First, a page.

Ten Stones Community

Another popular tiny home community in Charlotte, Vermont, is the Ten Stones Community. This community was founded by 17 families with humble backgrounds. 

They wanted to create an intentional living experience in a peaceful and sustainable environment.

Ten Stones is an 87.4-acre woodland meadow and wildlife habitat with agricultural land and half-acre home sites.

The community offers many amenities, such as a shared garden and orchard, an art gallery, and a swimming hole. The members share resources and support one another in their living experience. 

The community also offers workshops and classes focusing on sustainable living practices, such as permaculture and the principles of sustainable farming.

The Ten Stones Community also provides resources to help members build their tiny homes, such as access to eco-friendly materials and green building techniques. 

Aside from the tiny homes, the community also offers shared yurts and cabins for extended stays.

Vermont is also home to tiny living social groups such as Tiny House Fest Vermont and Vermont Tiny Houses. These groups allow members to connect, share stories and resources, and find support.

The tiny house movement is growing in Vermont, offering many options for tiny home enthusiasts to find the perfect community.

Takeaway: Learn the key tiny house rules in Vermont before moving into one

Vermont is a great place for tiny house enthusiasts to find the perfect community and live their dream of living sustainably. Before moving into a tiny home, it is important to be aware of the rules and regulations that apply.

Knowing how tiny houses fit into the local and state regulations is essential to ensure a successful transition. Researching tiny home communities in Vermont can help you find the right fit.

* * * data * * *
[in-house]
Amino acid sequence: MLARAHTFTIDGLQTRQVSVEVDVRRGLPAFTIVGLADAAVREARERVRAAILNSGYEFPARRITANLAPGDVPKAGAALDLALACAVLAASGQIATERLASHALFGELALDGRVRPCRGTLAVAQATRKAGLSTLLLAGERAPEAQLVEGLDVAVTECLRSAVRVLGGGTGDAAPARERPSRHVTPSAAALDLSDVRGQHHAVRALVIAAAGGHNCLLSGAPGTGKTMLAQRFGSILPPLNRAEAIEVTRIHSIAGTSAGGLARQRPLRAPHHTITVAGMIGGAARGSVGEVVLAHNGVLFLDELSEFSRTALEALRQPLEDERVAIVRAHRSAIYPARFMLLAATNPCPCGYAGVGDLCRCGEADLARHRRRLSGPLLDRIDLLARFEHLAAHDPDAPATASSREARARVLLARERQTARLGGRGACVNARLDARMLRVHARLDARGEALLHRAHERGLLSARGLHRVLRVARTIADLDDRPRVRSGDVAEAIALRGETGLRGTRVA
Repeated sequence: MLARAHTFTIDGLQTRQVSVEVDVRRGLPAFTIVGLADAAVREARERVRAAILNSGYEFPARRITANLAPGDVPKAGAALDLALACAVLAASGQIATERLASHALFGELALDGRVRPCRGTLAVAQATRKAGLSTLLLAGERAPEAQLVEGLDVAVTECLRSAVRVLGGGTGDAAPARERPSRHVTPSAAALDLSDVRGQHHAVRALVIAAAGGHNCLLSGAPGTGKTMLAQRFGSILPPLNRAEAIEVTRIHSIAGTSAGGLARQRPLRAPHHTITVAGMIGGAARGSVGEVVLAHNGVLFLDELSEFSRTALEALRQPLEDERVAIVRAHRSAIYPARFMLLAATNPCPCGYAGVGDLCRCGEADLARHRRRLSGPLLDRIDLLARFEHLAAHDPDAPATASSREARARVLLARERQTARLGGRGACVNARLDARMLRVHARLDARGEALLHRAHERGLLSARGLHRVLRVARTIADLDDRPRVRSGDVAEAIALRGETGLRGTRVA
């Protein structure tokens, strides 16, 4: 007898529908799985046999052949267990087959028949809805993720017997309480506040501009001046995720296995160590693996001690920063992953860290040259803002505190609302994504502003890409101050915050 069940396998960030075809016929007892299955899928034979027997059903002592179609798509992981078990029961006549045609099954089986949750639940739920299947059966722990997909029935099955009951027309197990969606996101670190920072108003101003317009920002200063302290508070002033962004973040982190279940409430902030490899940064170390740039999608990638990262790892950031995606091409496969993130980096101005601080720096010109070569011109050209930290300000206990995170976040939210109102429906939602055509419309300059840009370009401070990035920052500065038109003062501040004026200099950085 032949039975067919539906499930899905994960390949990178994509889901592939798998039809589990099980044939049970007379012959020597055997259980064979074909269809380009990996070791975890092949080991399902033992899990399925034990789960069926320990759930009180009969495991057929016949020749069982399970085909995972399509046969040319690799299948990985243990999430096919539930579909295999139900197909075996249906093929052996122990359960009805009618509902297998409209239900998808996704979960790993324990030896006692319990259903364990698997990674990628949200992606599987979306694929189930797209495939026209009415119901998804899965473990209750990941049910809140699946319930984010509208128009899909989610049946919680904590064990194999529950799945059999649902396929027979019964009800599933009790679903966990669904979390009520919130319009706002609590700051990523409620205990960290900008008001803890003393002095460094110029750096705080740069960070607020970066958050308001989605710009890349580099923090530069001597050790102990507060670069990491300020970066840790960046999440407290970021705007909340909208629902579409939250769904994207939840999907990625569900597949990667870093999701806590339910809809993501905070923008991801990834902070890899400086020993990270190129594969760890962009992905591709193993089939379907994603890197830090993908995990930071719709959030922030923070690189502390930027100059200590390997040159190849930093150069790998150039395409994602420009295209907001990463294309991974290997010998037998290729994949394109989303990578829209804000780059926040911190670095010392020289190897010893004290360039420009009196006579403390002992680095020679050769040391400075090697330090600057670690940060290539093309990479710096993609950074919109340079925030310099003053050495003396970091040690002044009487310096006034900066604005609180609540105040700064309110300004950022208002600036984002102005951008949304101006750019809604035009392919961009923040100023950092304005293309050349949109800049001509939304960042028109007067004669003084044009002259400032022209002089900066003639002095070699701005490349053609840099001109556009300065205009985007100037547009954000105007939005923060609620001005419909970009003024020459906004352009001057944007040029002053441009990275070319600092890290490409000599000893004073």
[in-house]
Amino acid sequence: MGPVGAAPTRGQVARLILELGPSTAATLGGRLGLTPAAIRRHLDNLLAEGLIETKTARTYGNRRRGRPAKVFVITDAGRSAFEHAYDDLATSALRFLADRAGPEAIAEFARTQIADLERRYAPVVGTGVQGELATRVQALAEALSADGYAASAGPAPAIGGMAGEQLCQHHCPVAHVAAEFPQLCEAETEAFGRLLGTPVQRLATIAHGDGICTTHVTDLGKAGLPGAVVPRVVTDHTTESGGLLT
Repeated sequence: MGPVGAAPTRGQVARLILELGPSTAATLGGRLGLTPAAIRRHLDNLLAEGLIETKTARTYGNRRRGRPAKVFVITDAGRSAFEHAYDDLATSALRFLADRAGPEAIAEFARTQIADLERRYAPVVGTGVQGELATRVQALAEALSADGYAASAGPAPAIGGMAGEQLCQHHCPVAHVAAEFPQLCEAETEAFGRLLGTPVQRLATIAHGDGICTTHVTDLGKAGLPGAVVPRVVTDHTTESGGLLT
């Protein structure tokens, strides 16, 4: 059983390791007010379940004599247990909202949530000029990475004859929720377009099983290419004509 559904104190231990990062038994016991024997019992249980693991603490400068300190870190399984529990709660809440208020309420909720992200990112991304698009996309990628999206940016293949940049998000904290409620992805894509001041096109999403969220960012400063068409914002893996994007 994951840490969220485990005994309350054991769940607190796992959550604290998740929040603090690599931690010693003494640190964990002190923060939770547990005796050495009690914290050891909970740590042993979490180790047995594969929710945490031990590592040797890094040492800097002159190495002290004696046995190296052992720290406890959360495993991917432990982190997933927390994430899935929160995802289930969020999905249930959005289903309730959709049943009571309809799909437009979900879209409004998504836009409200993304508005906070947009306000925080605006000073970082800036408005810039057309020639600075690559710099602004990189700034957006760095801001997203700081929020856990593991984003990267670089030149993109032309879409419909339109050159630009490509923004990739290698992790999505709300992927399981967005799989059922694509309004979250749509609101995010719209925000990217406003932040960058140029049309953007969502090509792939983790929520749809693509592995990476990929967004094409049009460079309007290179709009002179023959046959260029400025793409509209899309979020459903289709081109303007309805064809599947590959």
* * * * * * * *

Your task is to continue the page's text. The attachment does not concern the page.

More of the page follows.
Affordable, sustainable, and eco-friendly living is possible in Vermont. If you are interested in the tiny house life, visit our website to learn more about how tiny house living can benefit your life.

With the right resources and support, you can make the transition to tiny living in Vermont easy and successful.

Did you enjoy this post and find value in it? Share it with your friends with the links below!

Need more info? Get

By submitting your email, you agree to our Privacy Policy and Terms

Subscribe to get the latest news

This is a new way to communicate faster than any communication platforms

Thank you!
Your submission has been received! Check your inbox for an email from with more info!
Oops! Something went wrong while submitting the form. Please try again or email us at Thanks!
Want all the latest tiny house inspo and news?

Get free resources, updates, tips & tricks, and special offers by joining the Tiny House Plan Newsletter.

No items found.

Frequently Asked Questions

Find answers — straight from the author — for the most common questions about this article.

Don't see your question here? Contact us!
No items found.

Join The Tiny House Community

Occasionally: Community Events, DIY Tips and Tricks, Tiny House Guides
Never: Junk or Spam and we don't sell or misuse your email.
Welcome to the fam! We're excited to have you join the community.
Oops! Something went wrong while submitting the form. Please try again or use the form below.